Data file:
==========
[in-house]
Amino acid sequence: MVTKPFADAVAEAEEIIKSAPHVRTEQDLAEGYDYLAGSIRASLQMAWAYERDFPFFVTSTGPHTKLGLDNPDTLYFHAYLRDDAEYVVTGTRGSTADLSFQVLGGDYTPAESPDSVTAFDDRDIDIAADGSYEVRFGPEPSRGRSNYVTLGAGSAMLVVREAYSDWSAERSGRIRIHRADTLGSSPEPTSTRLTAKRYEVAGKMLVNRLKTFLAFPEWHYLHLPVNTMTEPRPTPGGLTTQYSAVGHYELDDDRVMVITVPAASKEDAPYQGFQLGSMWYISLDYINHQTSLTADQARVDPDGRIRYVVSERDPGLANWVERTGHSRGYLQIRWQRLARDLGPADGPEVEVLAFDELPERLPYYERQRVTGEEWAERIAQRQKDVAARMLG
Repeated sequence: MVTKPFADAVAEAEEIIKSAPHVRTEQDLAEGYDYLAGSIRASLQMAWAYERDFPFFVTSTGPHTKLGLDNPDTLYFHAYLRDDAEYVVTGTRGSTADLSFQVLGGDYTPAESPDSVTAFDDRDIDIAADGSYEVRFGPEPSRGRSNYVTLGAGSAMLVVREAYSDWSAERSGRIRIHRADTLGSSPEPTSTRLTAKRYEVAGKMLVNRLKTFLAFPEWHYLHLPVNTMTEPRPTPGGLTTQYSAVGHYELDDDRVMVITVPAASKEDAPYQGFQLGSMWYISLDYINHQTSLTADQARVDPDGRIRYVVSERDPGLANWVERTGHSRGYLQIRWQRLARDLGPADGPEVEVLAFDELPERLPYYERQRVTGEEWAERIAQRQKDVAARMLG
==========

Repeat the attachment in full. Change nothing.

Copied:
[in-house]
Amino acid sequence: MVTKPFADAVAEAEEIIKSAPHVRTEQDLAEGYDYLAGSIRASLQMAWAYERDFPFFVTSTGPHTKLGLDNPDTLYFHAYLRDDAEYVVTGTRGSTADLSFQVLGGDYTPAESPDSVTAFDDRDIDIAADGSYEVRFGPEPSRGRSNYVTLGAGSAMLVVREAYSDWSAERSGRIRIHRADTLGSSPEPTSTRLTAKRYEVAGKMLVNRLKTFLAFPEWHYLHLPVNTMTEPRPTPGGLTTQYSAVGHYELDDDRVMVITVPAASKEDAPYQGFQLGSMWYISLDYINHQTSLTADQARVDPDGRIRYVVSERDPGLANWVERTGHSRGYLQIRWQRLARDLGPADGPEVEVLAFDELPERLPYYERQRVTGEEWAERIAQRQKDVAARMLG
Repeated sequence: MVTKPFADAVAEAEEIIKSAPHVRTEQDLAEGYDYLAGSIRASLQMAWAYERDFPFFVTSTGPHTKLGLDNPDTLYFHAYLRDDAEYVVTGTRGSTADLSFQVLGGDYTPAESPDSVTAFDDRDIDIAADGSYEVRFGPEPSRGRSNYVTLGAGSAMLVVREAYSDWSAERSGRIRIHRADTLGSSPEPTSTRLTAKRYEVAGKMLVNRLKTFLAFPEWHYLHLPVNTMTEPRPTPGGLTTQYSAVGHYELDDDRVMVITVPAASKEDAPYQGFQLGSMWYISLDYINHQTSLTADQARVDPDGRIRYVVSERDPGLANWVERTGHSRGYLQIRWQRLARDLGPADGPEVEVLAFDELPERLPYYERQRVTGEEWAERIAQRQKDVAARMLG